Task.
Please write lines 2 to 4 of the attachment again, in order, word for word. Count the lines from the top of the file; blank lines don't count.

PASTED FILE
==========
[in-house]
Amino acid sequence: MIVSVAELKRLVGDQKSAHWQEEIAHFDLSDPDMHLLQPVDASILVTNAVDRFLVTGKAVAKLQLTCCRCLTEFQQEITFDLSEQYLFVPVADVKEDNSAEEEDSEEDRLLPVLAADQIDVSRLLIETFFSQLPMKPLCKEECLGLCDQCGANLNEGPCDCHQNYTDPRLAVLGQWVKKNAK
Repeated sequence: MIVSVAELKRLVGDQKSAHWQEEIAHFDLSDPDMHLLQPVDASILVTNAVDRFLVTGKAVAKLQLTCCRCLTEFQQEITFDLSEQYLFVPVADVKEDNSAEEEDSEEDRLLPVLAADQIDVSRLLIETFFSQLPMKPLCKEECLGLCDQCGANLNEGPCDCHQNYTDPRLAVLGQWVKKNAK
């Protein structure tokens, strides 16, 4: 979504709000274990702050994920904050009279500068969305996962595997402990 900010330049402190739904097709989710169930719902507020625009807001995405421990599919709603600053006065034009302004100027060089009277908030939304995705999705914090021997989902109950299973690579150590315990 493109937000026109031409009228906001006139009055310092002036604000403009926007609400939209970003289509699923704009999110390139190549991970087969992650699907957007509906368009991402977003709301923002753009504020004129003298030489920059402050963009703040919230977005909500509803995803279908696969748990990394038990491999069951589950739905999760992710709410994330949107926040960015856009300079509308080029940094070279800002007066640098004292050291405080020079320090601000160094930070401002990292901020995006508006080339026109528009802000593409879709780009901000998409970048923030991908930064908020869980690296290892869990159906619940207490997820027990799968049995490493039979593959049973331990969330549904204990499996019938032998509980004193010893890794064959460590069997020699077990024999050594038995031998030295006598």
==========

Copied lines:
Amino acid sequence: MIVSVAELKRLVGDQKSAHWQEEIAHFDLSDPDMHLLQPVDASILVTNAVDRFLVTGKAVAKLQLTCCRCLTEFQQEITFDLSEQYLFVPVADVKEDNSAEEEDSEEDRLLPVLAADQIDVSRLLIETFFSQLPMKPLCKEECLGLCDQCGANLNEGPCDCHQNYTDPRLAVLGQWVKKNAK
Repeated sequence: MIVSVAELKRLVGDQKSAHWQEEIAHFDLSDPDMHLLQPVDASILVTNAVDRFLVTGKAVAKLQLTCCRCLTEFQQEITFDLSEQYLFVPVADVKEDNSAEEEDSEEDRLLPVLAADQIDVSRLLIETFFSQLPMKPLCKEECLGLCDQCGANLNEGPCDCHQNYTDPRLAVLGQWVKKNAK
């Protein structure tokens, strides 16, 4: 979504709000274990702050994920904050009279500068969305996962595997402990 900010330049402190739904097709989710169930719902507020625009807001995405421990599919709603600053006065034009302004100027060089009277908030939304995705999705914090021997989902109950299973690579150590315990 493109937000026109031409009228906001006139009055310092002036604000403009926007609400939209970003289509699923704009999110390139190549991970087969992650699907957007509906368009991402977003709301923002753009504020004129003298030489920059402050963009703040919230977005909500509803995803279908696969748990990394038990491999069951589950739905999760992710709410994330949107926040960015856009300079509308080029940094070279800002007066640098004292050291405080020079320090601000160094930070401002990292901020995006508006080339026109528009802000593409879709780009901000998409970048923030991908930064908020869980690296290892869990159906619940207490997820027990799968049995490493039979593959049973331990969330549904204990499996019938032998509980004193010893890794064959460590069997020699077990024999050594038995031998030295006598």